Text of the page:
Organic deposits may coat the walls of tubes, usually taking the form of a soft, gooey layer that is easily rubbed off the wall but sometimes tightly adhering to the wall. These may range in color from white to tan to lemon yellow to golden to pink. Often these layers have water droplets adhering to them, giving a sparkly appearance to the cave passage. The droplets appear to be associated with a hydrophobic phase in the life of the bacteria in the Actinomycetales order, which account for some species of tube slime. Bacteria in the Actinomycetales have been the source of many of our antibiotics and some convert atmospheric nitrogen to forms that other organisms can use to obtain nitrogen. A variety of other orders of bacteria have been found in tube slime, and scientists are still investigating the potential for finding new species.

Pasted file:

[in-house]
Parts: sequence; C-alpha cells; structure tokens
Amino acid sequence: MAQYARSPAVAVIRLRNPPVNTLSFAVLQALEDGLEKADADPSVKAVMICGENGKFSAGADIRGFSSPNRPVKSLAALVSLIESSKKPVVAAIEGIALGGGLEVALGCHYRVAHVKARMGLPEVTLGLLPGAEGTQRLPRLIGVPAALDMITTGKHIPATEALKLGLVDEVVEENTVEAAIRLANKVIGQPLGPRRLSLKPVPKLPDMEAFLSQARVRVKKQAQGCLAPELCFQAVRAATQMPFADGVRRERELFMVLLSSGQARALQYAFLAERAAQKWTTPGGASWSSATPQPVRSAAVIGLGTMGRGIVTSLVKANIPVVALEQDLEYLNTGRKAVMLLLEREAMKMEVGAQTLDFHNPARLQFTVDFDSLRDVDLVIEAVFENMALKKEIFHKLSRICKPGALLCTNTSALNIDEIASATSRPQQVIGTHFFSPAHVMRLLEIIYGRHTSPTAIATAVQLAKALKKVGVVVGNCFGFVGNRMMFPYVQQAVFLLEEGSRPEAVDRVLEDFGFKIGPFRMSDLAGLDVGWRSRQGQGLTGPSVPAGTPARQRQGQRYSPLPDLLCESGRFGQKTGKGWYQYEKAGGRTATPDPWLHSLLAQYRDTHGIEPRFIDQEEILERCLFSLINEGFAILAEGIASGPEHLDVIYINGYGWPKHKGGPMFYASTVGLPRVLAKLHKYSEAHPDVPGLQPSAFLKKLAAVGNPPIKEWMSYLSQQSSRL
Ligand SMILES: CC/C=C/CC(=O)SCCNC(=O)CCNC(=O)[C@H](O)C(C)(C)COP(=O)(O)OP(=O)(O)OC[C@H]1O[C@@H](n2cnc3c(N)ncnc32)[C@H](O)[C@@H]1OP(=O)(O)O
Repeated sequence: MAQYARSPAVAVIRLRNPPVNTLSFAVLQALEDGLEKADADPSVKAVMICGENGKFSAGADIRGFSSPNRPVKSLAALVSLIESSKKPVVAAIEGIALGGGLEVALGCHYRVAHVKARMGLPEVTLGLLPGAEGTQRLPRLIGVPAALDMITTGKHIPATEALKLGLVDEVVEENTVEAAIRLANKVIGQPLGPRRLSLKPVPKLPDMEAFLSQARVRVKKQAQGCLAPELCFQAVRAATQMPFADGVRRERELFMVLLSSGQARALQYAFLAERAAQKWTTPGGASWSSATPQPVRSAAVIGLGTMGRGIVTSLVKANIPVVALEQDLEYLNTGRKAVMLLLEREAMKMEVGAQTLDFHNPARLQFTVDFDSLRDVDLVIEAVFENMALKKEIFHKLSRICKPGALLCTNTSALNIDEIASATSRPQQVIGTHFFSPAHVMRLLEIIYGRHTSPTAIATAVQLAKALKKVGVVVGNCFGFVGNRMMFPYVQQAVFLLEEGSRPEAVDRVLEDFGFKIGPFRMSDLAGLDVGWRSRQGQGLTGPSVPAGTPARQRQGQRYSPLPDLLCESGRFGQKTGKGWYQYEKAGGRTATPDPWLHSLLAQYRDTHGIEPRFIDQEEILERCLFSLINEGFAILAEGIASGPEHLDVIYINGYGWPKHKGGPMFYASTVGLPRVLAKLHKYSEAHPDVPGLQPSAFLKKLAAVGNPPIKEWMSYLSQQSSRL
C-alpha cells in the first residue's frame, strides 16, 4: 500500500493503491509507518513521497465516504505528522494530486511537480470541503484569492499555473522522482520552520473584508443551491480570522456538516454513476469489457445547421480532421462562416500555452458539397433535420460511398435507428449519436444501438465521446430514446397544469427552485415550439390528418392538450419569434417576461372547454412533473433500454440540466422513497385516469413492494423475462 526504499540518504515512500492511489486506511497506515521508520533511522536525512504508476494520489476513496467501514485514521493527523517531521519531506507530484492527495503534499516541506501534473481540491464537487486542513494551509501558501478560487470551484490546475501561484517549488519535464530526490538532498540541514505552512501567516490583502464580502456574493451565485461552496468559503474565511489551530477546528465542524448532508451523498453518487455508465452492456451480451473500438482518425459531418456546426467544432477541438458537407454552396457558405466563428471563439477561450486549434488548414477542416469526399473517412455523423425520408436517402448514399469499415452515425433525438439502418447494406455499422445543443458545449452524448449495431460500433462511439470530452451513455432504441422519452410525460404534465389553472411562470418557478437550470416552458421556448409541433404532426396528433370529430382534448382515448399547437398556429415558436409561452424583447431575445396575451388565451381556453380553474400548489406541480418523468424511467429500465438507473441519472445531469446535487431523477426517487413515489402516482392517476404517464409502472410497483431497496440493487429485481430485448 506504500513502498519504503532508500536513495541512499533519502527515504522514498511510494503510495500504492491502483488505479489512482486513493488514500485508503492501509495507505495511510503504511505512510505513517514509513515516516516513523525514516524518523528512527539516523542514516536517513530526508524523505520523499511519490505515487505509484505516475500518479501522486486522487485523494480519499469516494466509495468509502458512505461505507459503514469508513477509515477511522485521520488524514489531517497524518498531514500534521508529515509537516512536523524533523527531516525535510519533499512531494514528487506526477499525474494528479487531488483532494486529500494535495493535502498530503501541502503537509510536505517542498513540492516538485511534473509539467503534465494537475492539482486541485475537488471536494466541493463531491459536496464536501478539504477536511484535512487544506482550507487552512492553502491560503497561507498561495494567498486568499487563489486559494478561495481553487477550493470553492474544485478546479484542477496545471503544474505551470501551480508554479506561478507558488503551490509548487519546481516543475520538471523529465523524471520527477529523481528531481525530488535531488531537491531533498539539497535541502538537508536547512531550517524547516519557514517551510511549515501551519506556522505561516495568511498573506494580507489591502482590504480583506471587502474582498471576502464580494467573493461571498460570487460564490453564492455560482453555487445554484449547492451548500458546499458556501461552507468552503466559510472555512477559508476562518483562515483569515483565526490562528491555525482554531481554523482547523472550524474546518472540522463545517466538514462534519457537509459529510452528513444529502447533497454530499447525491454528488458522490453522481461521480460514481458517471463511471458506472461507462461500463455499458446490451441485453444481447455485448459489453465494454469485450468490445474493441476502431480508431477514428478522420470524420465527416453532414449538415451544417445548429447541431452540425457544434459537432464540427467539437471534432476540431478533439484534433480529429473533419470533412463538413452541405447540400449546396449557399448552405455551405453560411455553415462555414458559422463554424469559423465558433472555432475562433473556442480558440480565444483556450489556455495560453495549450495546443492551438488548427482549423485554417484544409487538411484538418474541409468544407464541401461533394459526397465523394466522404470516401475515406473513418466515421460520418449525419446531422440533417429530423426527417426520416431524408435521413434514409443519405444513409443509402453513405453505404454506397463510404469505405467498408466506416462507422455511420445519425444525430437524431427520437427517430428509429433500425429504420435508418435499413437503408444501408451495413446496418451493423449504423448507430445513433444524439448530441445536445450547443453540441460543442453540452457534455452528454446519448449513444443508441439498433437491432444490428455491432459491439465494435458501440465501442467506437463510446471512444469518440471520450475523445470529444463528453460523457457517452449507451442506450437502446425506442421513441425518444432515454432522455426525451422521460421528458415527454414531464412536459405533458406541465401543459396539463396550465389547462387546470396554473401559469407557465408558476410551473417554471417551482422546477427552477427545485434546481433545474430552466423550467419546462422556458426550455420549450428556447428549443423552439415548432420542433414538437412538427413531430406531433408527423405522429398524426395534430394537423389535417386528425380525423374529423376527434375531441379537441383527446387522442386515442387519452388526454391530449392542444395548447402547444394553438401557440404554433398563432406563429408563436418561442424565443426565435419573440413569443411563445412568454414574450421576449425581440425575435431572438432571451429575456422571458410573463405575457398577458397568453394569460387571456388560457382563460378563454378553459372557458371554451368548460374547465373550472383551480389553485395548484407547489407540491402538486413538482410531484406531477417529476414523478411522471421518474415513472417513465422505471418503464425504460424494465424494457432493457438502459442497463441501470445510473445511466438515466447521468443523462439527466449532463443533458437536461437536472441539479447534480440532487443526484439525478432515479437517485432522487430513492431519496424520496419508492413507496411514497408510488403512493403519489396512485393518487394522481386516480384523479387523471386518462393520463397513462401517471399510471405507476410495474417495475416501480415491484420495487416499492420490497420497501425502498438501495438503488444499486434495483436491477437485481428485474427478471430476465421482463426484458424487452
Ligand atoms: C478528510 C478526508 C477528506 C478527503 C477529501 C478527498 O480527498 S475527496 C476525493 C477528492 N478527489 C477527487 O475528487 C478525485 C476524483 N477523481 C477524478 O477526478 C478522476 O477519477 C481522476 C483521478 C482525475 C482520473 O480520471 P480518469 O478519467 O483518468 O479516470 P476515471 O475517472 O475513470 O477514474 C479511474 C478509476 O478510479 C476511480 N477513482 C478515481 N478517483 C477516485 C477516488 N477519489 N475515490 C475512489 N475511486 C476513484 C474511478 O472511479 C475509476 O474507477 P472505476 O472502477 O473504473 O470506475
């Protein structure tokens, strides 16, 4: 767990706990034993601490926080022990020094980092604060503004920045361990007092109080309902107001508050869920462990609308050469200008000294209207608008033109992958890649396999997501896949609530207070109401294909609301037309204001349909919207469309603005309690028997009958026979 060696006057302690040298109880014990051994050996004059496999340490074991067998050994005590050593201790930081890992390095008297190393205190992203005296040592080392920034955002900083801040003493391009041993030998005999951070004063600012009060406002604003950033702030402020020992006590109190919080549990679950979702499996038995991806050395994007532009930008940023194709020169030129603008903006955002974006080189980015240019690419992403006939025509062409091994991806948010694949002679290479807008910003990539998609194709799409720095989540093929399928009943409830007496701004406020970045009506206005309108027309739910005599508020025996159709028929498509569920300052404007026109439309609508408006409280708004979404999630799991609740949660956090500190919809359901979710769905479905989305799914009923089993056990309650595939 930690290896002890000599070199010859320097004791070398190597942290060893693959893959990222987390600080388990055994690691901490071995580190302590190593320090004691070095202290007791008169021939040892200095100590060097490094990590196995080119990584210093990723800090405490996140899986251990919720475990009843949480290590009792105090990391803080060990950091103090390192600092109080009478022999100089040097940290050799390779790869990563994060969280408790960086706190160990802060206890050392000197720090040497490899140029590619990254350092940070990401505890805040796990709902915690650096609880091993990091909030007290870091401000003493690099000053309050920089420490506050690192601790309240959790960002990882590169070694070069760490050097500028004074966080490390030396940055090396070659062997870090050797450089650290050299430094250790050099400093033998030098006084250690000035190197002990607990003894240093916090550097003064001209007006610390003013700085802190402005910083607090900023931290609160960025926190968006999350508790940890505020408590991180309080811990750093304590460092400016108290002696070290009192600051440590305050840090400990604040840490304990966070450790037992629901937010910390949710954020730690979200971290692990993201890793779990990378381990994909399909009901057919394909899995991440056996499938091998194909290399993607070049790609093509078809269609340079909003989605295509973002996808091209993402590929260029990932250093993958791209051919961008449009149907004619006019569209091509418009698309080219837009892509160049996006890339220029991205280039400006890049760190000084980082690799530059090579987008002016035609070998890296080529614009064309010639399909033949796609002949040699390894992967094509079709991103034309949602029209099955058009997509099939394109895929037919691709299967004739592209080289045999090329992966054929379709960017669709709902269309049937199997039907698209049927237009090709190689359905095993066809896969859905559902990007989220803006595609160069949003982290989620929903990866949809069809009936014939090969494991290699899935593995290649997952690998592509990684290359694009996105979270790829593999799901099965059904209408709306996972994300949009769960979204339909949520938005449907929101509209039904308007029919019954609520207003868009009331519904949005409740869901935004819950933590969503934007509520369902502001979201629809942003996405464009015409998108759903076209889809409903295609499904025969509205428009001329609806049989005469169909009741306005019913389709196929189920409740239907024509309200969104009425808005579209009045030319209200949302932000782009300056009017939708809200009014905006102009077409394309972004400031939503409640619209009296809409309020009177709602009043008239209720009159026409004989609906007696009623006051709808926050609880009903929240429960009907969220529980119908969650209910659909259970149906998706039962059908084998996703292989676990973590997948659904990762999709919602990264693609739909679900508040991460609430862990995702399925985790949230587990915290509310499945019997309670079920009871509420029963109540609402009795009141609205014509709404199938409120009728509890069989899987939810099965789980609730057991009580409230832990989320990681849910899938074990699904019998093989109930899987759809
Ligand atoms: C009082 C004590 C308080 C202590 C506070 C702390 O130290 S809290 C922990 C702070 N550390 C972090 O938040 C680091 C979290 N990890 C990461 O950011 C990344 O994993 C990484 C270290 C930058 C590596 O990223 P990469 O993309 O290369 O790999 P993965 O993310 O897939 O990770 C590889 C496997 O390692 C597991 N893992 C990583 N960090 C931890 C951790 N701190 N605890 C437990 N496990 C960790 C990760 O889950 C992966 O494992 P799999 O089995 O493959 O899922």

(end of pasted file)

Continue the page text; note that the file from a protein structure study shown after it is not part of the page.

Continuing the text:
Organisms can also be responsible for mineral deposits on the walls of caves, especially ones containing phosphates, chlorides, sulfates, and nitrates.

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Created: December 11, 2008
Author: Dave Bunnell